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Lab Grown Fishsticks Are One Step Closer to Your Dinner Plate

A company called Bluu Seafood has revealed two finished food products, made of fish cells but without the fish.

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This image contains dead fish. If Bluu Seafood has its way though, one day it won’t have to.
This image contains dead fish. If Bluu Seafood has its way though, one day it won’t have to.
Photo: gowithstock (Shutterstock)

Believe it or not, the fish sticks available in the frozen food sections of most supermarkets actually do come from a dead animal. One day in the future though, that may no longer be true. Seafood made without the sea is gaining ground in the ever-growing “cultured meat” world.

Bluu Seafood, a German company, has unveiled its first two finished lab-grown seafood products: fish sticks and fish balls, according to a report from Tech Crunch. The reveal comes less than three years after the company was founded, and is another step forward for a (possibly) more sustainable seafood future.

To make their sticks and balls, Bluu says they collect tissue via a biopsy from a fish, then cultures duplicate cells in a bioreactor fed with a “nutrient rich medium.” The cells are then grown on a scaffolding surface, meant to mimic the structure of fish flesh, according to the company’s website. No fish need to be killed in this process, according to Tech Crunch. Bluu Seafood did not immediately respond to Gizmodo’s request for comment.

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At least one other company, Avant Meats, has also piloted a version of a cultured seafood product. Avant has been testing variants of lab-grown fish maw (meant to be a dupe of a prized delicacy in Chinese cuisine) since last year. And many others have also entered the race to make real, fake fish a reality. San Francisco-based Wildtype, for example, is gunning for sushi-grade salmon. But Bluu Seafood may be the first company of its kind to unveil a finalized “fish” product.

Cultivated, or lab-grown, burgers and chicken fingers have been long discussed as theoretical environmentally-friendly alternatives to industrial meat production. And though raising and catching fish doesn’t have the same greenhouse gas emission drawbacks as a meat like beef, there are still big environmental downsides to the fishing industry.

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By swapping out fishing nets and lines for cell lineages, these companies say they’re hoping to help address problems like overfishing and marine pollution. About 90% of the world’s ocean fisheries are considered at their maximum sustainable fishing capacity or overfished, according to the United Nations. And as climate change progresses, marine life is becoming even more vulnerable. To stay sustainable and avoid further ecological collapse, we will have to harvest less seafood. Plus, there’s the issues of pollution exacerbated by industrial fishing and fish farms.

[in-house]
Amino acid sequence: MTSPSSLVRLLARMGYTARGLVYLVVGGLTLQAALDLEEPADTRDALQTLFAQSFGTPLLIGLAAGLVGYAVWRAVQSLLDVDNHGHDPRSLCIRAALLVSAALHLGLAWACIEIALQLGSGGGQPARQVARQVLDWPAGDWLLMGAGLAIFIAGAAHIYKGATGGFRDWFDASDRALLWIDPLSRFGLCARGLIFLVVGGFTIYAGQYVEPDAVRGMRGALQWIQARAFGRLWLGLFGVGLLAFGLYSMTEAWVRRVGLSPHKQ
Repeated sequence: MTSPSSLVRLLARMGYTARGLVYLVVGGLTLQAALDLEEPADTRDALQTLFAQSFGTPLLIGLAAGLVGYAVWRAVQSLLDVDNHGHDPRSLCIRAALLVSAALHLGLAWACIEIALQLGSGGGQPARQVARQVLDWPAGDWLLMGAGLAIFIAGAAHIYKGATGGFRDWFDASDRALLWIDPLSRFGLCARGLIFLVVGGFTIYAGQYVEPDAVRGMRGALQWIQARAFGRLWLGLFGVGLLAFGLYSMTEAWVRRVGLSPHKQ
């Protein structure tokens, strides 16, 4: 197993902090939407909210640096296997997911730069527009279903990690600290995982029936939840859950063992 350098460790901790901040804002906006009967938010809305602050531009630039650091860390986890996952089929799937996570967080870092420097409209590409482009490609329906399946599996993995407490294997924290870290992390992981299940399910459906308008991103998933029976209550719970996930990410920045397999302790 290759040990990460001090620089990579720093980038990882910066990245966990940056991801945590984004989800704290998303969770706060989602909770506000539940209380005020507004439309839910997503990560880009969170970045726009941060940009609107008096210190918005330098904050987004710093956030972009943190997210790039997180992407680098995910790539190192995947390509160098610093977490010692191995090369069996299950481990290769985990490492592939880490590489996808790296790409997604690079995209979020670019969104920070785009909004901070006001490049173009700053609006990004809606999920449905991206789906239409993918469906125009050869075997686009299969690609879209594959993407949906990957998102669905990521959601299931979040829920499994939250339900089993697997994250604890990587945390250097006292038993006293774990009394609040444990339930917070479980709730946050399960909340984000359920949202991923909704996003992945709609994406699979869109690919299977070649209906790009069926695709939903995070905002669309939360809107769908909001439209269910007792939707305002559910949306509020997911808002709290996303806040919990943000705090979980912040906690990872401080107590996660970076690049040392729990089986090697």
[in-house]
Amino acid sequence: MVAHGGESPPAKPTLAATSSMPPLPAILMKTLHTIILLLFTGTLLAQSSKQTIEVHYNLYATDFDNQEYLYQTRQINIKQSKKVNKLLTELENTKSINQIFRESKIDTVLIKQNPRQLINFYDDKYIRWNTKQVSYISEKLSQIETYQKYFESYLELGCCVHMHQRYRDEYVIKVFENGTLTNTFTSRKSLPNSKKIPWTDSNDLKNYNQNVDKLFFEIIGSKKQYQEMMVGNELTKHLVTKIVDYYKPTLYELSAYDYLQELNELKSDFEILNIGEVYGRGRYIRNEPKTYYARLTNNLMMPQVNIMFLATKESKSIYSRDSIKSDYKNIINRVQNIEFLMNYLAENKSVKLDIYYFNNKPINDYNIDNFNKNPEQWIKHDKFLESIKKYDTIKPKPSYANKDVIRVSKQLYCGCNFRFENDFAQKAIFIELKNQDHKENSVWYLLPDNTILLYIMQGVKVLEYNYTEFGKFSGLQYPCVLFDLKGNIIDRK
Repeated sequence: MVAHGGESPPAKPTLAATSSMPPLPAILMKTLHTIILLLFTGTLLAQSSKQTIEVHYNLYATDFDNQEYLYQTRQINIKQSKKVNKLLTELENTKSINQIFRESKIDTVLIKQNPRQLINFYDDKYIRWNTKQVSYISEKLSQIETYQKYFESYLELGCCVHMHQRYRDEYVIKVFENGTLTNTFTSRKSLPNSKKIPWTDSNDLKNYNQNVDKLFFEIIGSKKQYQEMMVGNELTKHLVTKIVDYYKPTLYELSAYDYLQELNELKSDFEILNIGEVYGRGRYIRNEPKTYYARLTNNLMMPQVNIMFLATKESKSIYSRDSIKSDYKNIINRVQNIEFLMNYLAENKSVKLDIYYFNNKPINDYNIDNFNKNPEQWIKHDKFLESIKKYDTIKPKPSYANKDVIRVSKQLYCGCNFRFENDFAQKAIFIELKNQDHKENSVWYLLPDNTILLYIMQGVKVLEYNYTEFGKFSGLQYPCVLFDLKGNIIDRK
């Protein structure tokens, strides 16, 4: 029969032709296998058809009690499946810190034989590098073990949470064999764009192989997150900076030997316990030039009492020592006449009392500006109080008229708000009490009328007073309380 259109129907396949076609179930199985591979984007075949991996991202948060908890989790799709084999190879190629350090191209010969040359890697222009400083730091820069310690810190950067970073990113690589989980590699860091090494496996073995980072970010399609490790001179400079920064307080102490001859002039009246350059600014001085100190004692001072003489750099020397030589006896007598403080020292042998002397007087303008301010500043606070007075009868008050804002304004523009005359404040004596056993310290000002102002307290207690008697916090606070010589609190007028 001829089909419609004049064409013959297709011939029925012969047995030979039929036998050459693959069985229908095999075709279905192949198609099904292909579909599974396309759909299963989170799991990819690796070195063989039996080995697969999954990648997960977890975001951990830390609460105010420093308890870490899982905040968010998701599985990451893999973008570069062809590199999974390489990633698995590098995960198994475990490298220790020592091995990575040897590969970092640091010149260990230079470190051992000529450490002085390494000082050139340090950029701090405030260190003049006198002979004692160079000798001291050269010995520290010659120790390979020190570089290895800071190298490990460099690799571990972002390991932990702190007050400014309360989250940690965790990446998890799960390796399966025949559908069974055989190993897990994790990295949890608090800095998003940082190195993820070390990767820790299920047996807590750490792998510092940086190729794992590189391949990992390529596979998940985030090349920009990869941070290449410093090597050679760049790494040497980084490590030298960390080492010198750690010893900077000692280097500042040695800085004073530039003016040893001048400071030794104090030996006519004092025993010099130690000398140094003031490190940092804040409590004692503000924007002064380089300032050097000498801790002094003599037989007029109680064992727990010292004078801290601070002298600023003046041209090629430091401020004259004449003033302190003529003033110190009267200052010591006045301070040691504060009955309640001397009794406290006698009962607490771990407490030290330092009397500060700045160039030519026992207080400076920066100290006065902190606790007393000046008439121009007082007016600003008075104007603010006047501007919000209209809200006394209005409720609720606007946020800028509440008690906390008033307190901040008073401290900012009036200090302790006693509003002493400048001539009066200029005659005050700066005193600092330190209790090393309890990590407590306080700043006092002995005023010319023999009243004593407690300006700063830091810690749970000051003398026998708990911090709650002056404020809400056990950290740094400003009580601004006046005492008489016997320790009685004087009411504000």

“Our current course of aquatic animal food production is unsustainable, both wild-caught and [farmed],” said Matthew Hayek, an environmental scientist at New York University who studies food systems, in an email to Gizmodo. He added that cultured seafood is “worth investing in” as an alternative, but that the process isn’t without potential environmental pitfalls.

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The growth mediums that companies like Bluu Seafood use are generally derived from agricultural products like grains which take a lot of land to produce. Converting and cultivating farmland can exacerbate issues like pesticide pollution and wild habitat loss. “This means that funding of aquaculture research should be public and open, to make sure that these problems are worked out in a transparent manner and that everyone can benefit from the results,” wrote Hayek.

However, whether or not any lab-grown meat product can even scale up to effectively make a dent in the world’s appetite for flesh remains sort of an open question. No cultivated meat company has yet reached profitability selling their product on the market. In fact, only one company is actually approved to sell cultured meat to the public (and only in one place). Good Meat got the regulatory green light in Singapore in 2020.

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As Singapore is the only nation on Earth to currently allow the sale of cultured meat as a consumer food product, Bluu will seek approval for its new fish bits there first. If successful, the company will then try the same in the U.S., European Union, and United Kingdom, according to Tech Crunch.

After approval, there’s market testing and the company would need to scale up production. So, we’re still a ways away from being able to buy Bluu Seafood’s breaded false fish in stores. Last month Christian Dammann, the company’s COO, said not to expect their “seafood” on supermarket shelves until 2025.

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Update 8/8/2022, 12:54 p.m. ET: This post has been updated with additional comment from Matthew Hayek.